mdev

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The aim of this page is to document how to replace udev in Linux with mdev, thus allowing a separate /usr partition, without an initramfs. The author uses Gentoo Linux with IceWM as the window manager. The instructions here should be, with some small adjustments, applicable to other distributions.

Will mdev work on my system?

The mdev application is definitely suitable as long as the system does not use a full-fledged desktop environment. Note that a desktop environment is not required to run AbiWord, Firefox, GIMP, Gnumeric, etc. However, KOffice applications like KMail seem to pull in most of KDE as a dependency. In general, when using KDE or GNOME, mdev is not suitable. Also using LVM might be troublesome.

It will work very well when using the default Gentoo profiles:

  • default/linux/x86/13.0
  • default/linux/amd64/13.0

List the currently used profile by using following command:

user $eselect profile list
Current /etc/portage/make.profile symlink:
  default/linux/amd64/13.0
Note
Recent versions of evdev (as provided through x11-drivers/xf86-input-evdev) and www-client/chromium require udev. They will not build without it.

There is one more sanity check that Gentoo users can run to check for udev dependency.

Sanity check

Get a general overview which packages might depend on udev. The output could look similar to the one shown below:

user $equery d udev
 * These packages depend on udev:
media-libs/mesa-9.0.1 (gbm ? virtual/udev)
sys-apps/hwids-20130329 (udev ? >=virtual/udev-197-r1)
sys-apps/util-linux-2.22.2 (udev ? virtual/udev)
virtual/dev-manager-0 (virtual/udev)
x11-base/xorg-server-1.13.4 (udev ? >=virtual/udev-150)
x11-drivers/xf86-video-intel-2.20.13 (udev ? virtual/udev)
x11-libs/cairo-1.10.2-r3 (drm ? >=virtual/udev-136)

Add the following line to the /etc/portage/package.mask/mdev file (which can be created if it does not exist yet):

FILE /etc/portage/package.mask/mdevMask away udev
sys-fs/udev

Disable the udev USE flag globally in /etc/portage/make.conf:

root #euse -D udev

Rebuild all packages with the new -udev USE flag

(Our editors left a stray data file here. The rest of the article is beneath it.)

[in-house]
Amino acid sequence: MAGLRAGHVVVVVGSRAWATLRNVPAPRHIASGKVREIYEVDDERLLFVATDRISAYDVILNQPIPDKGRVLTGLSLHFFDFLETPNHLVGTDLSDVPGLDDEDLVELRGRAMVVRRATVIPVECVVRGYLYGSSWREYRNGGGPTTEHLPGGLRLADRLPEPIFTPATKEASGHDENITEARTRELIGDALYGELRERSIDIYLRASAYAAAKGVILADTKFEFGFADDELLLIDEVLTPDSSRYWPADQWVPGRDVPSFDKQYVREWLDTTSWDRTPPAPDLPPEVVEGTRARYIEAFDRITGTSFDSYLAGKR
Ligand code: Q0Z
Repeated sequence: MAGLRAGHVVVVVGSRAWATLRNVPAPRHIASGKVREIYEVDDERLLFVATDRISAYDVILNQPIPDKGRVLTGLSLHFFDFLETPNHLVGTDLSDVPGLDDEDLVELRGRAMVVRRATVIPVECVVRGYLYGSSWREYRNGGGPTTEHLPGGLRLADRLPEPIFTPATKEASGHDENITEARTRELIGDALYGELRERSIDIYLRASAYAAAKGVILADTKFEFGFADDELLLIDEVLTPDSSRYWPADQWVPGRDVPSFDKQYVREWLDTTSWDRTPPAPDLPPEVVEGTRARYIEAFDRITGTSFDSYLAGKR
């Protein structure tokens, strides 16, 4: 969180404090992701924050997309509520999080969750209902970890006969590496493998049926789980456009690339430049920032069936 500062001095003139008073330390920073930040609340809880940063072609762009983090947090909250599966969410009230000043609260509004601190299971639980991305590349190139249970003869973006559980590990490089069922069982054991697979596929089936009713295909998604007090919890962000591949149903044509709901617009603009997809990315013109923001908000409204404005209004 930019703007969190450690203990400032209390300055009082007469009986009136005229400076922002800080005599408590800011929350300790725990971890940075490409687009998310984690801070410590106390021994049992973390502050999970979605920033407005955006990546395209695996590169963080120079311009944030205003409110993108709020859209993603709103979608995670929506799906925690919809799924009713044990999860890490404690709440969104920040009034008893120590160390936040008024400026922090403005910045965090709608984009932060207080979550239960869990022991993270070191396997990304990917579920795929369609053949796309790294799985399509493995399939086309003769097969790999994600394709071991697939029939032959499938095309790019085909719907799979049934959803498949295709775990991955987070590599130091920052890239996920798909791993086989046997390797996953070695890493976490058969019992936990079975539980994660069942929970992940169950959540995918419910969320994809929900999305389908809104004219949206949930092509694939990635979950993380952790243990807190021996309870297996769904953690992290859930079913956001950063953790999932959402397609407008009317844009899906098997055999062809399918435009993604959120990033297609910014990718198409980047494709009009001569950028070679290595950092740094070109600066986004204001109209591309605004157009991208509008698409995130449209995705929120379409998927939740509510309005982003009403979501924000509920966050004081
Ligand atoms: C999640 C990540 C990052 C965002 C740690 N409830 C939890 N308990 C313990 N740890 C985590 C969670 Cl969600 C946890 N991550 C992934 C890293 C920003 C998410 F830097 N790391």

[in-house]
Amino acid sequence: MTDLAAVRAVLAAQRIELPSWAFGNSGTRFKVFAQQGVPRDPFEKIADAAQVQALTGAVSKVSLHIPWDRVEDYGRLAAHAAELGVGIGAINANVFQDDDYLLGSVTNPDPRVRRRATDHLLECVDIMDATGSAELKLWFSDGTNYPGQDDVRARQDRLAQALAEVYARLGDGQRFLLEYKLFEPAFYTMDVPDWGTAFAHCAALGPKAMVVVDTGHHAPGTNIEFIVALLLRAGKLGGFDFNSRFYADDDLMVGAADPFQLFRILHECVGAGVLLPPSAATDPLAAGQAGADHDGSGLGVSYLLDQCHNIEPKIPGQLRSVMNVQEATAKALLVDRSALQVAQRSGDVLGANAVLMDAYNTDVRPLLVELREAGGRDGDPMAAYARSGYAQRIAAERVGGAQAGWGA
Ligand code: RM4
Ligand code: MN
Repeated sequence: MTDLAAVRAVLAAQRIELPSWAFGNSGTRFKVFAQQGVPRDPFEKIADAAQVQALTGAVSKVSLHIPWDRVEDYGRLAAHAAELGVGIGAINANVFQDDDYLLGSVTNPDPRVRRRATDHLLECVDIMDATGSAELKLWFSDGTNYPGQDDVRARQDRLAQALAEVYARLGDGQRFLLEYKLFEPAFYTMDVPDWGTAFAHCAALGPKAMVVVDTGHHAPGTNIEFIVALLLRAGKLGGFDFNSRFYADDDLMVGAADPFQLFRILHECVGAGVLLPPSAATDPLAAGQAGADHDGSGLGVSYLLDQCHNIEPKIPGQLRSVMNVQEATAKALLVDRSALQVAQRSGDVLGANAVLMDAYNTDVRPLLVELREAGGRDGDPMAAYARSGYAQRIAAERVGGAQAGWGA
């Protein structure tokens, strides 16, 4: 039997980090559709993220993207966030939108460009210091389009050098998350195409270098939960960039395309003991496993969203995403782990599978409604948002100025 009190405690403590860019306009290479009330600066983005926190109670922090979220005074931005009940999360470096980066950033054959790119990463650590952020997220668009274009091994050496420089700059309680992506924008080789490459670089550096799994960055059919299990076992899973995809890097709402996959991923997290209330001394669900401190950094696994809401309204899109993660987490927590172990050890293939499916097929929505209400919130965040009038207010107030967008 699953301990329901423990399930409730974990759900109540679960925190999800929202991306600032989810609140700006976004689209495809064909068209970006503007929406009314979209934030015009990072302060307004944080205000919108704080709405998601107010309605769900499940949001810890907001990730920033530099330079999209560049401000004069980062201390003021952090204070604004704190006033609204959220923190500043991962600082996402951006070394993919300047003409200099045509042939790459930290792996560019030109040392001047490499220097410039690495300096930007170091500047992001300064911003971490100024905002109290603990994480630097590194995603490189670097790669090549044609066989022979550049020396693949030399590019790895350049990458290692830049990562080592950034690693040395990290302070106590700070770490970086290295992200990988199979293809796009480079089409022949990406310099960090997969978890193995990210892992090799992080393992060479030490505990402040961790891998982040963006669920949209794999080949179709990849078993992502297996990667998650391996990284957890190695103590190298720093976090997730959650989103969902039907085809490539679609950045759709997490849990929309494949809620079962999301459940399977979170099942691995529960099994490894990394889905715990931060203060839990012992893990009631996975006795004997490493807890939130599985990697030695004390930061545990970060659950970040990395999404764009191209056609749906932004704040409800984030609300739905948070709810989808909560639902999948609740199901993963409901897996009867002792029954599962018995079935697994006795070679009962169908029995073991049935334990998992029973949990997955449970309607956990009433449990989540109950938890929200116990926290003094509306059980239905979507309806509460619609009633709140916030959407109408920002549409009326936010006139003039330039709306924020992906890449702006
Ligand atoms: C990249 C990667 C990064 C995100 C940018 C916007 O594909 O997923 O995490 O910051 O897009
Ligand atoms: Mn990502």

root #emerge -uDNvp @world

If the only error that comes up is that Portage is not able to re-install udev as required by virtual/dev-manager, proceed to the next stage. Otherwise, sys-fs/udev might be an hard dependency of one or more packages installed on the system.

Software requiring extra steps

ATI/AMD binary blobs

Some ATI/AMD Radeon cards require binary blobs. The Gentoo sys-firmware/radeon-ucode package pulls in all the binary blobs available at http://people.freedesktop.org/~ag5f/radeon_ucode/ to support many different models.

With all the binary blobs in the library directory, the kernel needs udev to figure out which one of the many binary blobs to load. If all but one of the binary blobs are removed, leaving only the correct one in the library directory, the binary blob is loaded automatically.

Replacing udev with mdev

Warning
This is a critical step which might result in a non-bootable Linux system. Only proceed if the above approach has not revealed any additional udev dependencies.

Setting up the kernel for devtmpfs

Set up the kernel to support and automount a devtmpfs filesystem at /dev:

KERNEL Enabling devtmpfs
Device Drivers --->
    Generic Driver Options --->
        [*] Maintain a devtmpfs filesystem to mount at /dev
        [*] Automount devtmpfs at /dev, after the kernel mounted the rootfs

Once the changes have been made, rebuild the kernel. Do NOT reboot yet.

Emerging busybox

Make sure that the mdev USE flag is set for sys-apps/busybox. The static USE flag is probably also a good idea. In the /etc/portage/package.use/mdev file, add the follwoing line:

FILE /etc/portage/package.use/mdev
sys-apps/busybox static mdev

Now, (re)install busybox:

root #emerge --ask --oneshot busybox

Mounting devpts

The devpts filesystem exhibits non-standard behavior. It does not automount, at bootup, or with mount -a. An explicit mount devpts command is required. The standard solution for udev-based systems is to run rc-update add udev-mount sysinit as root, and have the udev-mount script do the mounting at startup. An mdev-based system will probably not have udev installed. An alternative way to do this at bootup is to include the command mount devpts in a shell script in /etc/local.d/. In this example, the file will be named /etc/local.d/000.start